True-to-type seeds can be saved by spatially isolating a single variety of a species. The distances required vary from species to species but must be large enough to prevent contamination from other plants’ pollen. However, those distances are not absolute as they will mainly depend on factors specific to your environment (garden/land size, weather, pollinator population density, insect forage sources, natural physical barriers, presence of other gardens/farms in the area)–hence the importance of having a good understanding of your surroundings and “pollen landscape”–as well as the breeding tendency of the seed crops (read Plant Inbreeding and Outbreeding Spectrum). While general recommendations exist both for home gardens and commercial production sites, they vary widely and should therefore be adapted accordingly to your local conditions and crops’ breeding method.
Based on the type of pollination used by your crops to reproduce, some might require longer isolation distances (wind-pollinated plants) than others (insect-pollinated plants). A greater number of plants and varieties, higher levels of pollinator activity, and an open landscape exposed to high winds are also variables that usually require increasing the isolation distances (even for inbreeders). On the other hand, the presence of geographical or vegetative barriers, a vicinity free from other gardens and farms, as well as alternative pollen sources and staggered flowering time might reduce the need for spatial isolation. In any case, careful consideration should be made whether the isolation distances need to be lessened or increased in order to limit risks of crossing.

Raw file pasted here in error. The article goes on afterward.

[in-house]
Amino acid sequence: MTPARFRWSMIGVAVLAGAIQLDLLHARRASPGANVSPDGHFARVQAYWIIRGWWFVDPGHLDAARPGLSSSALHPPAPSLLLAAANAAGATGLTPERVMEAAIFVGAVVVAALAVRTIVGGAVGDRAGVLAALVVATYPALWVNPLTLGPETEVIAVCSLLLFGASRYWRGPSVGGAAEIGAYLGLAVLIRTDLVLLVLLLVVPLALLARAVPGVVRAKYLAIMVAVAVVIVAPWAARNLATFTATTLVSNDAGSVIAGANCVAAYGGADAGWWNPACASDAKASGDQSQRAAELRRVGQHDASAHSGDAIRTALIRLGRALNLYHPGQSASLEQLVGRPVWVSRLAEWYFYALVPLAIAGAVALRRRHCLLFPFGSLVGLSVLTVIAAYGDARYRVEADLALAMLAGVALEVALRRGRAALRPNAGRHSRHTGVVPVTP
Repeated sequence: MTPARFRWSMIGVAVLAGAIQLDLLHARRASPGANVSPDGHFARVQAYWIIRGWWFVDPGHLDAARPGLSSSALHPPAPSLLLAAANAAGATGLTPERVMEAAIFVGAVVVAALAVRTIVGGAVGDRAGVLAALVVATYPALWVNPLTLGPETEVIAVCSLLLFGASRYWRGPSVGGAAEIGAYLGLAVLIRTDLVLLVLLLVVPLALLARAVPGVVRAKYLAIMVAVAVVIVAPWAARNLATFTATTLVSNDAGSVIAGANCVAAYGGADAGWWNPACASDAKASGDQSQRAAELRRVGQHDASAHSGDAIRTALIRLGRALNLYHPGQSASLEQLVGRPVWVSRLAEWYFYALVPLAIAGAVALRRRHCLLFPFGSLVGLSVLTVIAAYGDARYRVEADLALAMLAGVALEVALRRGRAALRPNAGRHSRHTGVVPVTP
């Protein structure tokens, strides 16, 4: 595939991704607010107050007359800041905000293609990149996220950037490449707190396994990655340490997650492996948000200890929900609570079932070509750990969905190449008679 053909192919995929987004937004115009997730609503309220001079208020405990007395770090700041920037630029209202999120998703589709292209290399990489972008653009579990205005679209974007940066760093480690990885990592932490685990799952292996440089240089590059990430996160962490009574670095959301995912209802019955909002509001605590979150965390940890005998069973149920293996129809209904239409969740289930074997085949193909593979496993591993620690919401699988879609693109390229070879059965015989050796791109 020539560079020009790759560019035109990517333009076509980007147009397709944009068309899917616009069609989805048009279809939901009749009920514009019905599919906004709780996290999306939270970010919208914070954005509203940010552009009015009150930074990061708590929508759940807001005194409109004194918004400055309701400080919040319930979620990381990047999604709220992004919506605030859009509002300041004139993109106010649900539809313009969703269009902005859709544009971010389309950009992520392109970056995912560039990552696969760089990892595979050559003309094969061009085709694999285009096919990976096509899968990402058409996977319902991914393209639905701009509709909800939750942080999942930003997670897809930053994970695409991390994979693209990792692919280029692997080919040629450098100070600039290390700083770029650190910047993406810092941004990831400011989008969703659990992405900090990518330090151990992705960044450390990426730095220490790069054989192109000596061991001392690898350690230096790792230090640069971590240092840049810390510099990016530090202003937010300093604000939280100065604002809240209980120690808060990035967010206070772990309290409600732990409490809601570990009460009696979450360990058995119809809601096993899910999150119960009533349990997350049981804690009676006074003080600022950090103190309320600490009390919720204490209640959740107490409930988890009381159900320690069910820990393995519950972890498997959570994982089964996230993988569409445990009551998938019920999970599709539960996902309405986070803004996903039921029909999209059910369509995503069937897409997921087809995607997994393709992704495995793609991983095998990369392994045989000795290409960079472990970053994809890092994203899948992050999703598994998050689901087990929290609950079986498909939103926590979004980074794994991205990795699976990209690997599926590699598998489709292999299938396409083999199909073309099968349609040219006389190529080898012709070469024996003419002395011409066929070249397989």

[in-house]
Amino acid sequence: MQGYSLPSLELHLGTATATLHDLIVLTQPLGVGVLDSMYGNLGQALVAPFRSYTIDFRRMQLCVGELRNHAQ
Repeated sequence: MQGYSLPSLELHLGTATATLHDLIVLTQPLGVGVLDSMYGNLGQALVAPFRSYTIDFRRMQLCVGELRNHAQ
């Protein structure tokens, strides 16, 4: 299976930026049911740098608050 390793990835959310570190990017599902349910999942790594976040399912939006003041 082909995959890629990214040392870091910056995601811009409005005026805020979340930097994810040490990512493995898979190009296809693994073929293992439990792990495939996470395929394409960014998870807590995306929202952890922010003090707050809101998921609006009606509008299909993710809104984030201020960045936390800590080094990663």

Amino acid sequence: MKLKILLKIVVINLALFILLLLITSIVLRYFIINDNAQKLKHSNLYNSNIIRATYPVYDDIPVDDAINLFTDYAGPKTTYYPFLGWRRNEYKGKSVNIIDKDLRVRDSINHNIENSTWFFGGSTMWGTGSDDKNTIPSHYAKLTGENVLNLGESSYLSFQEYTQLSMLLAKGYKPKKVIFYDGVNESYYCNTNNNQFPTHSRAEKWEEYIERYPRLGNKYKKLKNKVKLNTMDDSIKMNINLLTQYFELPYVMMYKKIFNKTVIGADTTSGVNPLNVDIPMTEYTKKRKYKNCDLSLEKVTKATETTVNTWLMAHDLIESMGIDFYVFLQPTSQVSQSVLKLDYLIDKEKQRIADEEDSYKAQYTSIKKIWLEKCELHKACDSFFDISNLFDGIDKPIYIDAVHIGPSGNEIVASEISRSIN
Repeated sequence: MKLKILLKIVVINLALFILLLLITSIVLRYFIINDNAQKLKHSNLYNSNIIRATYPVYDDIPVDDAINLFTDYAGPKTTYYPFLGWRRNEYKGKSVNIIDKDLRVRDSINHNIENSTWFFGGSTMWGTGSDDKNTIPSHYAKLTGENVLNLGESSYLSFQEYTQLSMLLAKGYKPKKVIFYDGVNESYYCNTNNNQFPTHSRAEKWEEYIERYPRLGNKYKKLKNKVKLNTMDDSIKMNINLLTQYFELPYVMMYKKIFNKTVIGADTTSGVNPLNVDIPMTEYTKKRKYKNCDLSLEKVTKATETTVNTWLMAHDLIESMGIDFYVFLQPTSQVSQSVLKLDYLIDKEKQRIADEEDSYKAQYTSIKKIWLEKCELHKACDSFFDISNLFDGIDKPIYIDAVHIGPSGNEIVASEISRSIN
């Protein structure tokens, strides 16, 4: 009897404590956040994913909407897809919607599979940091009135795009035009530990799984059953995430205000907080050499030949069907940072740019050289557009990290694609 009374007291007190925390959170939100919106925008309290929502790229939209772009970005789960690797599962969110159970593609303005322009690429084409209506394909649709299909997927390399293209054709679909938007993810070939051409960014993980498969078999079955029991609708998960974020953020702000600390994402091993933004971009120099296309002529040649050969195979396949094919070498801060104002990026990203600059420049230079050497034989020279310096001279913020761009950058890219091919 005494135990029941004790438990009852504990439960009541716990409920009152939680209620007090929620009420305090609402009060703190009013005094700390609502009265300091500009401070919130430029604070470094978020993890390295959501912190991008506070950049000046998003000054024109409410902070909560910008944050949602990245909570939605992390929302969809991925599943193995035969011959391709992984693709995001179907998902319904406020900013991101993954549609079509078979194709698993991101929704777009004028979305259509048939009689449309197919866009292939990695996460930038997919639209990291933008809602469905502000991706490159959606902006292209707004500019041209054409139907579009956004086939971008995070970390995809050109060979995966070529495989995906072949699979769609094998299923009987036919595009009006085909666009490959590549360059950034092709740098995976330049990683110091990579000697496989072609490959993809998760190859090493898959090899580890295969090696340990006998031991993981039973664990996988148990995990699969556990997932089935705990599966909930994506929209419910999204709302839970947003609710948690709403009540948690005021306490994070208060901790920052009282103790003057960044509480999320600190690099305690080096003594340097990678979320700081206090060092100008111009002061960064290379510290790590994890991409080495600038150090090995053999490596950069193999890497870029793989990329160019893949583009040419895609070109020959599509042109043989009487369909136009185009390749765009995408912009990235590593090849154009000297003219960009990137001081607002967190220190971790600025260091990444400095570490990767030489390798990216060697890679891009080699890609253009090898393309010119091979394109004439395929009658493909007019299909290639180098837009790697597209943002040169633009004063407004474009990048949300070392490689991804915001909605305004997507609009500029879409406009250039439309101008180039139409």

Note that even if the recommended distances are respected, cross-pollination can still occur and other more efficient isolation techniques might still be needed to ensure seed purity. In the event of accidental or unwanted crosses, the purity of a variety can still be regained by removing off-type plants in following generations. The number of generations required to remove an undesired cross will depend on the degree of crossing and whether your crop is predominantly a self-or cross-pollinated species. Ultimately, while isolation by distance is a flexible and easy technique to implement, it is still a risk management tool subject to the unpredictability of nature’s ever-changing biological and environmental interactions.